Your Source for NPR News & Music
Play Live Radio
Next Up:
0:00
0:00
0:00 0:00
Available On Air Stations

In Nebraska, there's a battle on the ballot over abortion

LEILA FADEL, HOST:

Nebraska is one of several states where abortion rights activists are trying to take the issue directly to voters in the November election. But they're facing a competing campaign from abortion rights opponents with their own ballot initiative. It's possible both proposals could pass, and the winner would be decided by an untested law that's more than a hundred years old. Nebraska Public Media's Elizabeth Rembert reports.

ELIZABETH REMBERT, BYLINE: It's a cloudy Sunday morning at a farmer's market in Omaha, Neb. If you walk past the vendors selling flowers and vegetables and take a right at the brass band, you'll find people with clipboards asking for signatures for a petition to expand abortion in Nebraska.

UNIDENTIFIED PERSON #1: Any registered voters want to sign a petition to protect the right to abortion access?

REMBERT: Campaign manager Allie Berry says collection is going well.

ALLIE BERRY: Decisions about pregnancy are personal, and they should be made between medical providers and the patient. A lot of people agree with that and are excited to sign.

REMBERT: This proposal would amend Nebraska's Constitution to allow abortions until fetal viability, usually around 24 weeks, like amendments being proposed in several other states. Right now, abortions in Nebraska are banned past 12 weeks, with a few exceptions. That's too restrictive for Samantha Weatherington, who signed the petition at the market.

SAMANTHA WEATHERINGTON: It's terrifying to think that we can't even make choices of our own bodies again. It's like going back to the '40s and '50s. I don't want to see people's daughters using a coat hanger as a last resort.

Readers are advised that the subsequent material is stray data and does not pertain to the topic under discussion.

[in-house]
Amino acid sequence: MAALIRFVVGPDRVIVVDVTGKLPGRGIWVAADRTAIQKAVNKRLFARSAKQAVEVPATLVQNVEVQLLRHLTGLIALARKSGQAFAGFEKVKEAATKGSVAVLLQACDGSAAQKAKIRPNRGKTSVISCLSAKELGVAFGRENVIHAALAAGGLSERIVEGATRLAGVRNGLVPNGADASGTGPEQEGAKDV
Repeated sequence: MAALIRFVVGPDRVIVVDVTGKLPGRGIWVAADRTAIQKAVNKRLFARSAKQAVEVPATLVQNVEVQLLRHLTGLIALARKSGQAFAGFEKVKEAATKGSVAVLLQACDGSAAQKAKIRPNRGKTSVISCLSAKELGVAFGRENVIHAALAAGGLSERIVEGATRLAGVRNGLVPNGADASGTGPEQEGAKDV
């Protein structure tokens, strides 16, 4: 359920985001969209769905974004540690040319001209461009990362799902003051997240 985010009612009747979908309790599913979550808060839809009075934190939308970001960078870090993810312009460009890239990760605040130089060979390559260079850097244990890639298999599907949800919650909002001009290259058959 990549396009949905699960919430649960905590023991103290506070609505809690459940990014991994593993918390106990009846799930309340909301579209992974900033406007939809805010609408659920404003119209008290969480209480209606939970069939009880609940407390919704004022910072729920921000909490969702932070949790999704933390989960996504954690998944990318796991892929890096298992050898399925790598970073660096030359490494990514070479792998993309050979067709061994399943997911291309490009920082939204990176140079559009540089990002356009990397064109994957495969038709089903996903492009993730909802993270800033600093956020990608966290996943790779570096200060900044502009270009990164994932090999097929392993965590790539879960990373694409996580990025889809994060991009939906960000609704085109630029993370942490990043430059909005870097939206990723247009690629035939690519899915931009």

REMBERT: Walk another 15 feet, and you'll find the other side of the issue.

UNIDENTIFIED PERSON #2: The pro-life petition. Would you like sign?

REMBERT: This petition would enshrine Nebraska's current 12-week ban in the state's constitution, keeping the exceptions. Andrew Shradar stopped to add his signature.

ANDREW SHRADAR: I believe that protecting the unborn is what needs to be done no matter what. For the two petitions that are being held right now, that's the one that I'm going to sign.

REMBERT: The 12-week petition launched four months after the petition drive for the viability amendment. Brenna Grasz is the campaign's treasurer and says the group wanted to give voters another choice in November.

BRENNA GRASZ: We believe that Nebraska voters are majority pro-life. They are compassionate and common sense, and the vote in November will reflect that.

REMBERT: Both sides need signatures from 10% of the state's registered voters, about 123,000, to make it onto the ballot. They have until early July to meet that threshold. This could be the first time Nebraskan voters face two conflicting competing ballot measures, according to Secretary of State Bob Evnen.

BOB EVNEN: This has never occurred before in the state of Nebraska as best I know it.

REMBERT: To pass, a ballot proposal requires majority approval, with votes from at least 35% of those casting ballots in the November election. In this case, there's a chance both could be approved, and that's a sticky situation, Evnen says.

EVNEN: This is where the conflict arises. You have two conflicting initiatives proposing an amendment to the Nebraska Constitution. Now that conflict has to be resolved.

REMBERT: Evnen says it's the governor who decides if two approved initiatives are in conflict with each other. But to him, it's clear.

EVNEN: They are wholly in conflict with each other. There's nothing to reconcile.

REMBERT: According to a law established in 1912, it'll come down to whichever one got more approving votes.

EVNEN: They both cross the threshold of being adopted. Whichever one of these gets the most actual votes is the one that will go into the Nebraska Constitution.

REMBERT: In the meantime, both sides are focusing on getting on the ballot. Once they do that, they'll turn their focus to educating and turning out voters, since they might need more than a majority to win.

For NPR News, I'm Elizabeth Rembert in Omaha, Neb. Transcript provided by NPR, Copyright NPR.

NPR transcripts are created on a rush deadline by an NPR contractor. This text may not be in its final form and may be updated or revised in the future. Accuracy and availability may vary. The authoritative record of NPR’s programming is the audio record.

Elizabeth Rembert
Related Stories